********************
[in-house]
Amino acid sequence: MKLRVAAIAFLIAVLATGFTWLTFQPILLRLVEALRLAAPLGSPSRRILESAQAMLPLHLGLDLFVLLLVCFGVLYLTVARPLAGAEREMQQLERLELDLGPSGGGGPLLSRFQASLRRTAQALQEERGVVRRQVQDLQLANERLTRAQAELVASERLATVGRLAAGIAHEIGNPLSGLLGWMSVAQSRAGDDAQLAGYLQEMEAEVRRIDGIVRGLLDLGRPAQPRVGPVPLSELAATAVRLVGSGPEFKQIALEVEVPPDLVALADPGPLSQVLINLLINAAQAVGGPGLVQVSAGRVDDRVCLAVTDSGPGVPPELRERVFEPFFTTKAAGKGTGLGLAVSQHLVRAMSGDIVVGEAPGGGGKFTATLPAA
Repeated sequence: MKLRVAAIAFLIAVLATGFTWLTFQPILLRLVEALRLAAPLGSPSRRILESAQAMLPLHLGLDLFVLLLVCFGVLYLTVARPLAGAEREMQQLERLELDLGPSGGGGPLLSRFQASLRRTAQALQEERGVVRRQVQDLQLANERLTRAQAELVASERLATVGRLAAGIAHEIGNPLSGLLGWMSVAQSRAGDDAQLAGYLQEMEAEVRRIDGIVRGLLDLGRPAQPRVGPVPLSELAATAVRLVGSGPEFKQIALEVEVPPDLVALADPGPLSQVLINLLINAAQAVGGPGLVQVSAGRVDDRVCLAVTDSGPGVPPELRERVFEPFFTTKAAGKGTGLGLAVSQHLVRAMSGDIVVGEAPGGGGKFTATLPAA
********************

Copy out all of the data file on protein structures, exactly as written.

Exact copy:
[in-house]
Amino acid sequence: MKLRVAAIAFLIAVLATGFTWLTFQPILLRLVEALRLAAPLGSPSRRILESAQAMLPLHLGLDLFVLLLVCFGVLYLTVARPLAGAEREMQQLERLELDLGPSGGGGPLLSRFQASLRRTAQALQEERGVVRRQVQDLQLANERLTRAQAELVASERLATVGRLAAGIAHEIGNPLSGLLGWMSVAQSRAGDDAQLAGYLQEMEAEVRRIDGIVRGLLDLGRPAQPRVGPVPLSELAATAVRLVGSGPEFKQIALEVEVPPDLVALADPGPLSQVLINLLINAAQAVGGPGLVQVSAGRVDDRVCLAVTDSGPGVPPELRERVFEPFFTTKAAGKGTGLGLAVSQHLVRAMSGDIVVGEAPGGGGKFTATLPAA
Repeated sequence: MKLRVAAIAFLIAVLATGFTWLTFQPILLRLVEALRLAAPLGSPSRRILESAQAMLPLHLGLDLFVLLLVCFGVLYLTVARPLAGAEREMQQLERLELDLGPSGGGGPLLSRFQASLRRTAQALQEERGVVRRQVQDLQLANERLTRAQAELVASERLATVGRLAAGIAHEIGNPLSGLLGWMSVAQSRAGDDAQLAGYLQEMEAEVRRIDGIVRGLLDLGRPAQPRVGPVPLSELAATAVRLVGSGPEFKQIALEVEVPPDLVALADPGPLSQVLINLLINAAQAVGGPGLVQVSAGRVDDRVCLAVTDSGPGVPPELRERVFEPFFTTKAAGKGTGLGLAVSQHLVRAMSGDIVVGEAPGGGGKFTATLPAA